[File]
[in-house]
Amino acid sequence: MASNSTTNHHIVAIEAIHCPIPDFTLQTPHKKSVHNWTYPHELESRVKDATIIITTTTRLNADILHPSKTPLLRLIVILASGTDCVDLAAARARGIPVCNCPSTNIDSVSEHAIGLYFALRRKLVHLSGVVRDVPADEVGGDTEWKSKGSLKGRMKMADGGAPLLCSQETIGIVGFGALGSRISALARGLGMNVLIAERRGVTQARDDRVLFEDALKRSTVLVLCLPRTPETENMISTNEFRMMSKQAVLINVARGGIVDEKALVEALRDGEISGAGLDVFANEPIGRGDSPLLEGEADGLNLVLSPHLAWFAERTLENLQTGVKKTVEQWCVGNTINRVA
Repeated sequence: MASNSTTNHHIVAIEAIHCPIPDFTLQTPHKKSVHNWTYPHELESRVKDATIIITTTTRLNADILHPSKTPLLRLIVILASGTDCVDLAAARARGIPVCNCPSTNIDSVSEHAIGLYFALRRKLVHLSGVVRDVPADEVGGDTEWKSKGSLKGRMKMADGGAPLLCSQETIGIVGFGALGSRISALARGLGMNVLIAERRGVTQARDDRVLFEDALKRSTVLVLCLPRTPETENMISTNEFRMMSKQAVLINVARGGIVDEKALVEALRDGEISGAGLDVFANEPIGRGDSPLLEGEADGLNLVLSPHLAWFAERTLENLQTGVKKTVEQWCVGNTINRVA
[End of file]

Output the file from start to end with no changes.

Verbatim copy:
[in-house]
Amino acid sequence: MASNSTTNHHIVAIEAIHCPIPDFTLQTPHKKSVHNWTYPHELESRVKDATIIITTTTRLNADILHPSKTPLLRLIVILASGTDCVDLAAARARGIPVCNCPSTNIDSVSEHAIGLYFALRRKLVHLSGVVRDVPADEVGGDTEWKSKGSLKGRMKMADGGAPLLCSQETIGIVGFGALGSRISALARGLGMNVLIAERRGVTQARDDRVLFEDALKRSTVLVLCLPRTPETENMISTNEFRMMSKQAVLINVARGGIVDEKALVEALRDGEISGAGLDVFANEPIGRGDSPLLEGEADGLNLVLSPHLAWFAERTLENLQTGVKKTVEQWCVGNTINRVA
Repeated sequence: MASNSTTNHHIVAIEAIHCPIPDFTLQTPHKKSVHNWTYPHELESRVKDATIIITTTTRLNADILHPSKTPLLRLIVILASGTDCVDLAAARARGIPVCNCPSTNIDSVSEHAIGLYFALRRKLVHLSGVVRDVPADEVGGDTEWKSKGSLKGRMKMADGGAPLLCSQETIGIVGFGALGSRISALARGLGMNVLIAERRGVTQARDDRVLFEDALKRSTVLVLCLPRTPETENMISTNEFRMMSKQAVLINVARGGIVDEKALVEALRDGEISGAGLDVFANEPIGRGDSPLLEGEADGLNLVLSPHLAWFAERTLENLQTGVKKTVEQWCVGNTINRVA